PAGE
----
After accusing Sergey Ryakhovsky, Bishop of the Charismatic “Associated Russian Union of Christians of Evangelical-Pentecostal Faith” (ROSKhVE) on national TV of preparing a Ukrainian-style “Orange Revolution” on Russian soil, the Bishop took Dvorkin to court. In the case, which was finally decided in Dvorkin’s favour in May 2007, the two adversaries accused each other of sowing national discord and essentially being undercover agents for US-American interests. Dvorkin, who returned to Russia at  the end of 1991, had acquired a US-passport in 1984 and now enjoys double citizenship.


Many of Dvorkin’s statements can be interpreted as anti-Western. He has been taken to court for decrying Moscow’s human-rights “Helsinki Watch Group” as a front for the Scientology movement. Typical for contemporary Russia conservatives, he reports in the interview with “Christianin” on the “catastrophical rapidity with which America is destroying itself through the dictatorship of political correctness”.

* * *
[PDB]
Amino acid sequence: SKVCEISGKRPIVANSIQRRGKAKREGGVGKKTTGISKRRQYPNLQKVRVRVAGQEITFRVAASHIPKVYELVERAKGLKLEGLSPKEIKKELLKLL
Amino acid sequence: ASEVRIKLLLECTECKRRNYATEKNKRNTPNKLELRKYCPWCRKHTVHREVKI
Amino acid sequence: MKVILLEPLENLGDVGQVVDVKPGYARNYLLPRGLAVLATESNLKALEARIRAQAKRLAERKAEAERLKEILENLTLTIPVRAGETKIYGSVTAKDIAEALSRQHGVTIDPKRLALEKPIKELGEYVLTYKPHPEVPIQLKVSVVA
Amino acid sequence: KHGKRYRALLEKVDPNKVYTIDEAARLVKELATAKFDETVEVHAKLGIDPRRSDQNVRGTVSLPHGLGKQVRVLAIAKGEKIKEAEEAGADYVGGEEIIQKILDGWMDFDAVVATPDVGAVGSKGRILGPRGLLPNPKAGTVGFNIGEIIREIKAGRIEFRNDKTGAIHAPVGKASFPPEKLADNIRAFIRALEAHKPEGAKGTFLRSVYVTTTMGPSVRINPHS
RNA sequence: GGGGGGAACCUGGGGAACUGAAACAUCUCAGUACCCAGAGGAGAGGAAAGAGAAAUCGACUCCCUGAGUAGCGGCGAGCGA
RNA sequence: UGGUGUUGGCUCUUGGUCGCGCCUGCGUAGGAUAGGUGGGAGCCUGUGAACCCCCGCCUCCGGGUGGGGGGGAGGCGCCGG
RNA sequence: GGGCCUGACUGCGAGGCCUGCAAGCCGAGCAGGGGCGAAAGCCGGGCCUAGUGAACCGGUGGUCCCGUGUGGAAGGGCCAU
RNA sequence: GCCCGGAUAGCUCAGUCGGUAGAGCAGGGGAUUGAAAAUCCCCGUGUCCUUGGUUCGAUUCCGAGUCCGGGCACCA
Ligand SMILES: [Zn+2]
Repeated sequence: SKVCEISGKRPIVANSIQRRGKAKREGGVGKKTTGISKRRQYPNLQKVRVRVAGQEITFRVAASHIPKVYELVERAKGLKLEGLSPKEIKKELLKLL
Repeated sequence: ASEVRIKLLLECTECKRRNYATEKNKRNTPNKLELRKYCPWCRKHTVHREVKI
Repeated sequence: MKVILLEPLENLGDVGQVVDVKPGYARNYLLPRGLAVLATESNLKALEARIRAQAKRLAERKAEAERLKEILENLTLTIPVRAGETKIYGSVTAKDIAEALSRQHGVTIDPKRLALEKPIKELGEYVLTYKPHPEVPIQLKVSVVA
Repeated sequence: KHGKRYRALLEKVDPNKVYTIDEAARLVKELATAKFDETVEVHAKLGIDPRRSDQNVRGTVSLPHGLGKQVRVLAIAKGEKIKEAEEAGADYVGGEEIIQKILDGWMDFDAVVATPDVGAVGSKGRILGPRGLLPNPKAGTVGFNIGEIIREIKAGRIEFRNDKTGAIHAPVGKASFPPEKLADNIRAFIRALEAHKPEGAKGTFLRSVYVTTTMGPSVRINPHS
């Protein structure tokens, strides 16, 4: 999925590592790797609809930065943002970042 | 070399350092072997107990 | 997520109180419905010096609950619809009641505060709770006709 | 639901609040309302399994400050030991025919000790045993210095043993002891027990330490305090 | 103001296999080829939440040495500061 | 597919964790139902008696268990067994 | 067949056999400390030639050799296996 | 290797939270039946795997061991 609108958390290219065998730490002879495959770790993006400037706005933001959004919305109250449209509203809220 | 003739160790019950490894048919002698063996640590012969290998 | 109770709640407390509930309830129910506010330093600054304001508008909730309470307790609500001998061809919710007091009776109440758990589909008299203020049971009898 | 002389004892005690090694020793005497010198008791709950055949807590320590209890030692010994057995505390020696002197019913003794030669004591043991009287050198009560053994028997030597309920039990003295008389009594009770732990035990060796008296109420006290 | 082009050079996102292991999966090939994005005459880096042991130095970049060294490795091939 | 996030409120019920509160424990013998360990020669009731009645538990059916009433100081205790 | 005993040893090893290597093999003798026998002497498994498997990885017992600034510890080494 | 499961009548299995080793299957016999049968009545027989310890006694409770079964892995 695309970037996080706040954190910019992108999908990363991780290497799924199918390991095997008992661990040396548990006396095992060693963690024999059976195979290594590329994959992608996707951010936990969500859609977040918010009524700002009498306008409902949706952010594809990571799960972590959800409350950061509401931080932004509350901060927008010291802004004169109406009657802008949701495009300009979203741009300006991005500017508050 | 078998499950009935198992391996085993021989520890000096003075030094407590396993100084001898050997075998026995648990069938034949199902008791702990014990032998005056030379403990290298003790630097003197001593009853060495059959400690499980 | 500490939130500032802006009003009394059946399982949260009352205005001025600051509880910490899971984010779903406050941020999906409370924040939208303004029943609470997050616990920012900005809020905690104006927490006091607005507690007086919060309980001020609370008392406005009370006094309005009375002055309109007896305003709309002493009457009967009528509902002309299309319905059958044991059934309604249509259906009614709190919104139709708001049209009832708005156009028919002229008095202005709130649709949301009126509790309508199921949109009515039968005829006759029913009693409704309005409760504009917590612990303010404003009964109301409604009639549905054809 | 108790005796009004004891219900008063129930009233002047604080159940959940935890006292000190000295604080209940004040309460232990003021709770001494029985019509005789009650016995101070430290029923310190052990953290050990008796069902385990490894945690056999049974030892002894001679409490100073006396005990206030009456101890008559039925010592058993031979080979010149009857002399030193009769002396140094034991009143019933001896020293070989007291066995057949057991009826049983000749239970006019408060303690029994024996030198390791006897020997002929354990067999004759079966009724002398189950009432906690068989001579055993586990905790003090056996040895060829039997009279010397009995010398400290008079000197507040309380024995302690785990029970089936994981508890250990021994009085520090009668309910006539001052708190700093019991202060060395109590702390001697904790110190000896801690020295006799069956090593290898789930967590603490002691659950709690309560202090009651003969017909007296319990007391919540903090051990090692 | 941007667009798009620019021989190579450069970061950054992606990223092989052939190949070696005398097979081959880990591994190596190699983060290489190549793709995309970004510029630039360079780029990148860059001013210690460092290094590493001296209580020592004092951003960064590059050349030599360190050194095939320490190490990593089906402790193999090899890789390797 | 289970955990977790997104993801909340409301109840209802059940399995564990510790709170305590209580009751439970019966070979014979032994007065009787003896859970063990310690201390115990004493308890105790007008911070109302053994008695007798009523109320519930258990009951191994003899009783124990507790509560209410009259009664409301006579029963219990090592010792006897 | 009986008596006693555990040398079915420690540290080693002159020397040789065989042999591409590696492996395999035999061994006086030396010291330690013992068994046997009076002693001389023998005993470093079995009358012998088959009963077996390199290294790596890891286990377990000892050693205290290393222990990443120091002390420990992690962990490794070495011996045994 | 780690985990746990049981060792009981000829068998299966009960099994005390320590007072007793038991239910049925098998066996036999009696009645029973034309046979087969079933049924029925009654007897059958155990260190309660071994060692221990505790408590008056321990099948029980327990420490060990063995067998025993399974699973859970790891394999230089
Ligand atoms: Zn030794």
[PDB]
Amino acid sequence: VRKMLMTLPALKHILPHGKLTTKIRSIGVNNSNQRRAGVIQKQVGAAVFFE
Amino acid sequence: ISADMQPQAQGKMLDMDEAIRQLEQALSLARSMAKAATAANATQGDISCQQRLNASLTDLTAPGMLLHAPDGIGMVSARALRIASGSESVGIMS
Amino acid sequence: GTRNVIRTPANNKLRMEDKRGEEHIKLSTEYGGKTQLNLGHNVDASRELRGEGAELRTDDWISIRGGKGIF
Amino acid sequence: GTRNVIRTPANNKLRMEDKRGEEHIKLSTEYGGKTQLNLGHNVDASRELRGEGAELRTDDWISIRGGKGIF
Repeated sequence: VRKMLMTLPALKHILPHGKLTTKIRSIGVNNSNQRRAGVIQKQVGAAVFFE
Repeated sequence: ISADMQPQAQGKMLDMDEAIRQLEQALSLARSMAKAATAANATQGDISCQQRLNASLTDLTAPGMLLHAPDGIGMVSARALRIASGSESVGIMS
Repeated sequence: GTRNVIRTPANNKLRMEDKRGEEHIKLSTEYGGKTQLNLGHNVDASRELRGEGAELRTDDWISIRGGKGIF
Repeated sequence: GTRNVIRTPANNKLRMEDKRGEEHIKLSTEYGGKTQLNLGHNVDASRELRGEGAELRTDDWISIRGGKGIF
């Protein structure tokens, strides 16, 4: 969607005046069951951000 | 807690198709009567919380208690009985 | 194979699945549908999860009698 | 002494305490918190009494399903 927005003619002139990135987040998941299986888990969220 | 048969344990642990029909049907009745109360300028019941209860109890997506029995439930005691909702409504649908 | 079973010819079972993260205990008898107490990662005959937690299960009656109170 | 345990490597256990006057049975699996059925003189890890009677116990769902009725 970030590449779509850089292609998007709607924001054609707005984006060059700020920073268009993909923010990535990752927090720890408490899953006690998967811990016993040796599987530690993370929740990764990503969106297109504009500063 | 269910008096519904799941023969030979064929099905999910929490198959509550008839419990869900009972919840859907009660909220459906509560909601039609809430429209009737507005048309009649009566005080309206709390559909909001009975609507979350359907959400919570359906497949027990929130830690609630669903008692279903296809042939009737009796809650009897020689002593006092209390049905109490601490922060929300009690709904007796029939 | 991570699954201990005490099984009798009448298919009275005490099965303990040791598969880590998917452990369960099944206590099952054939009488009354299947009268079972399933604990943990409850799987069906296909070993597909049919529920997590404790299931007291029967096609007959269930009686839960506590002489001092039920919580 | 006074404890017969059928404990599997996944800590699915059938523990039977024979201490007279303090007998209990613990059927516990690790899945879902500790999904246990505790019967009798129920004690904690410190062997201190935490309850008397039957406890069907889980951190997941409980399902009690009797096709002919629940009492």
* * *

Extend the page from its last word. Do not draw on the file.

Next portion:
Two of Dvorkin’s closest associates are West-European Lutherans and highly controversial in their own right. His 1993-founded “Centre for Religion Research of the Holy Irenaeus of Lyons” was reportedly patterned after Denmark’s “International Dialogue Centre” headed by Johannes Aagaard. Another close cohort is Berlin’s anti-cult activist Thomas Gandow.


Despite strong support from the deceased Patriarch Alexey II., Dr. Dvorkin’s work has been largely dismissed by serious Russian academia. His often inflammatory speeches and writings, his inflated curriculum vitae and self-designation as “Professor”, have damaged his academic reputation.